AUTISTIC FUTURE: A FUTURE OF OUR OWN

July 19th, 2016

Your Audience is Disabled

Like many neu­ro­di­ver­si­ty peo­ple, I main­tain a per­son­al social media pres­ence the size of a small NGO’s. It’s what we do. Affil­i­a­tion with the Neu­ro­di­ver­si­ty Move­ment often comes with both dis­abled iden­ti­ty and expe­ri­ence with the inter­net and social media. When a per­son or orga­ni­za­tion doing good things for the dis­abil­i­ty com­mu­ni­ty needs help with these things, I try to step in. Over time, I’ve end­ed up putting a lot of con­tent on the inter­net, some­times as a vol­un­teer, some­times for pay, and one of my fun­da­men­tal guid­ing prin­ci­ples is to assume that any audi­ence I have includes peo­ple with dis­abil­i­ties, includ­ing I/DD. That doesn’t mean I assume I have read­ers. I watch the data to know whether any­one is real­ly lis­ten­ing. It just means that I con­sid­er the old dis­abil­i­ty rights and cul­ture max­im ‘noth­ing about us with­out us.’ I avoid writ­ing as if no one with a dis­abil­i­ty could be read­ing what I say.

Basi­cal­ly, I try not to do what many dis­abil­i­ty advo­ca­cy non­prof­its do way too fre­quent­ly on social media. I love most I/DD advo­ca­cy orga­ni­za­tions, but I have to pick on them because they tend to be the worst about this with the excep­tion of the ones with most­ly or exclu­sive­ly dis­abled lead­er­ship. When a most­ly non-dis­abled I/DD orga­ni­za­tion offers puts dis­abil­i­ty-relat­ed infor­ma­tion on social media, it tends to be writ­ten for loved ones. The word­ing goes some­thing like this:

An ABLE Account might help your child plan for the future.” (bad)

Or

An ABLE Account might help you plan for your loved one’s future.” (worse)

Instead of

An ABLE Account might help you or your loved one with a dis­abil­i­ty plan for the future.” (bet­ter)

It’s difficult for a person with a disability to see language that looks like it is only targeted to our non-disabled loved ones without feeling excluded from the discussion. That language is about things that concern us, but it speaks to an audience that is not us. It talks about us and over us rather than to us. It’s the language of a writer who may not completely grasp the fact that plenty of people with disabilities are literate, and many of us use the internet. People don’t like to be talked about as if they weren’t present when they are.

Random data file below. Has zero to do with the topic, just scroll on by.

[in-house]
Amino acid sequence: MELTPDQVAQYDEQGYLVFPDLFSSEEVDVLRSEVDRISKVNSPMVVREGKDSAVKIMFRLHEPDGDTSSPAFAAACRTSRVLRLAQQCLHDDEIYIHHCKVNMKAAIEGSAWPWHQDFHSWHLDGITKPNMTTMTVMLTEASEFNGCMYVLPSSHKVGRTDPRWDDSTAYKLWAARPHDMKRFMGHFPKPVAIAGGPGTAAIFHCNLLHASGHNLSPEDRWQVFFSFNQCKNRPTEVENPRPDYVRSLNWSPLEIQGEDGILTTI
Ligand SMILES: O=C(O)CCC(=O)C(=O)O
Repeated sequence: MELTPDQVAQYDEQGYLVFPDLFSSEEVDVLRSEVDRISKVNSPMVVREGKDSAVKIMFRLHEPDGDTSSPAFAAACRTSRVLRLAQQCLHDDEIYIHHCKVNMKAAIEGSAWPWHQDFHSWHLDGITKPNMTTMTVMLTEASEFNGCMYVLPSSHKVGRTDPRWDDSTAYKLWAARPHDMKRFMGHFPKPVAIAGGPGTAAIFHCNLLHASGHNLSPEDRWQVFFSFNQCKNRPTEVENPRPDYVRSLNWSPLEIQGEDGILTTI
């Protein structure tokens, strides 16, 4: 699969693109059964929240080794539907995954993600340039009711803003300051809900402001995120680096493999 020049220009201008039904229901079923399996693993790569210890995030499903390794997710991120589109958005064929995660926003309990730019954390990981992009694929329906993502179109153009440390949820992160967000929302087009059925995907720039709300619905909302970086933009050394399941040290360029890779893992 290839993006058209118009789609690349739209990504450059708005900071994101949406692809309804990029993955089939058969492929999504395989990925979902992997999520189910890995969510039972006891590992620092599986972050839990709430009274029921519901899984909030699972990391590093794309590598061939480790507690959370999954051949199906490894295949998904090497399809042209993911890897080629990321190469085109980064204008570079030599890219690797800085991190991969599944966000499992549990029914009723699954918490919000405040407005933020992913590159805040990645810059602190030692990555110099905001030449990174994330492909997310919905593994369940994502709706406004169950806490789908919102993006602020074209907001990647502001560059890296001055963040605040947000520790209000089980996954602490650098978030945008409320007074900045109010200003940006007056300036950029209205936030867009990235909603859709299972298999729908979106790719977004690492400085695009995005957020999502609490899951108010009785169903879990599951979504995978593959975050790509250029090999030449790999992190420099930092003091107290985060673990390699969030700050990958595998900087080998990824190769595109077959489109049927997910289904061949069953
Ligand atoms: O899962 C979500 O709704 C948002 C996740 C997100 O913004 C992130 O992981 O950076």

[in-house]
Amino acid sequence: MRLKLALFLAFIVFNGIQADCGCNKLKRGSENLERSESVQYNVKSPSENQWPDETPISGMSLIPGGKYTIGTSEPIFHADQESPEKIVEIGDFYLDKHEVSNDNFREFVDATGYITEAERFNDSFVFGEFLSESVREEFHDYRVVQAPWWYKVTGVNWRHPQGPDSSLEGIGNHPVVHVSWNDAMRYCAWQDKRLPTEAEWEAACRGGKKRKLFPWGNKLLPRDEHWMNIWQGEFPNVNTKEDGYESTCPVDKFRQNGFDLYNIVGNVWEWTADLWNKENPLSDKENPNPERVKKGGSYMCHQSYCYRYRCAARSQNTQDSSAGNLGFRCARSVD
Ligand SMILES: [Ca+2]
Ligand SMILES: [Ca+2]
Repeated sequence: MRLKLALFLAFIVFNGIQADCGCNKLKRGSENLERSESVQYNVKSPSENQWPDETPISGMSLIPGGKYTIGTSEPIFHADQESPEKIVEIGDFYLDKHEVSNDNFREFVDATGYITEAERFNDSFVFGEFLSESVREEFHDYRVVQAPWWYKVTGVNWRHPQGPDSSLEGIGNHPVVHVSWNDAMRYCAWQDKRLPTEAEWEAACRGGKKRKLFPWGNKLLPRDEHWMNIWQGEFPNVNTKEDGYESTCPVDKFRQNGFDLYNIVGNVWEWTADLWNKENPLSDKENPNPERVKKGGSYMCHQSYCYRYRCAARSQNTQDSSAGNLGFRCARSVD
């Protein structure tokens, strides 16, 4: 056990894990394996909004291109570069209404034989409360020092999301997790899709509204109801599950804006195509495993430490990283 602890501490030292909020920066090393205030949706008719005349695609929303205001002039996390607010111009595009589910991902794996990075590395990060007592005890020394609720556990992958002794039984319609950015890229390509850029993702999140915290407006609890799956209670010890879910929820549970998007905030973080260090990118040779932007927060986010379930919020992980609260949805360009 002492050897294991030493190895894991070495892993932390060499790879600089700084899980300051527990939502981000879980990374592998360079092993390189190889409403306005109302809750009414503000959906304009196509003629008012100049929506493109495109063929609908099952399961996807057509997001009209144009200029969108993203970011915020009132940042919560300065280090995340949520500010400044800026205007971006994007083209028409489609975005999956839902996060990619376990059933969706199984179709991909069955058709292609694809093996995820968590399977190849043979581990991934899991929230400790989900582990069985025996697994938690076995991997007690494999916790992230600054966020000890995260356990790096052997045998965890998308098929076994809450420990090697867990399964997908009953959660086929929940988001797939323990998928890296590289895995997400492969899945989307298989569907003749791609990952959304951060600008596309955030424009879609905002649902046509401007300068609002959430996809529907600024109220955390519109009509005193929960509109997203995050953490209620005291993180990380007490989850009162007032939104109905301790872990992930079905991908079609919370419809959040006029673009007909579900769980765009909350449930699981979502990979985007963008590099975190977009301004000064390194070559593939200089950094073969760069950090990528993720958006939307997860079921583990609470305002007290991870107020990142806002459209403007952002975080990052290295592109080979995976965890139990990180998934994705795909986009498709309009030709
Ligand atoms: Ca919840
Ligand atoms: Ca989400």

We argue a lot about lan­guage in I/DD cir­cles, espe­cial­ly per­son- vs. iden­ti­ty-first lan­guage.* The strength of people’s con­vic­tions and the iden­ti­ty impli­ca­tions of the words peo­ple use makes it impor­tant to respect each individual’s choice. How­ev­er, we’re miss­ing a lan­guage prob­lem that has the poten­tial to make per­son-first and iden­ti­ty-first peo­ple feel equal­ly unwel­come. If you’re blog­ging, post­ing, or tweet­ing about dis­abil­i­ty issues, please remem­ber that peo­ple with dis­abil­i­ties are part of your audi­ence, ulti­mate­ly the rea­son that cre­at­ing or mov­ing con­tent about dis­abil­i­ty is some­thing you do. Struc­ture your sen­tences and pick your words to show that you know we’re here, lis­ten­ing, and maybe the ones using the infor­ma­tion or tak­ing the advice. Use lan­guage that wraps in peo­ple with dis­abil­i­ties, our loved ones, and peo­ple who fall into both cat­e­gories. There are more of those than you think. You should do this out of polite­ness, but you might want to do it for oth­er rea­sons, too. If you rec­og­nize us, if your lan­guage con­veys a respect­ful acknowl­edg­ment of our pres­ence, we might just be a lit­tle more like­ly to click ‘Like,’ ‘Retweet,’ or ‘Add to Cart.’

*Think ‘per­son with Down Syn­drome’ vs. ‘Autis­tic per­son.’

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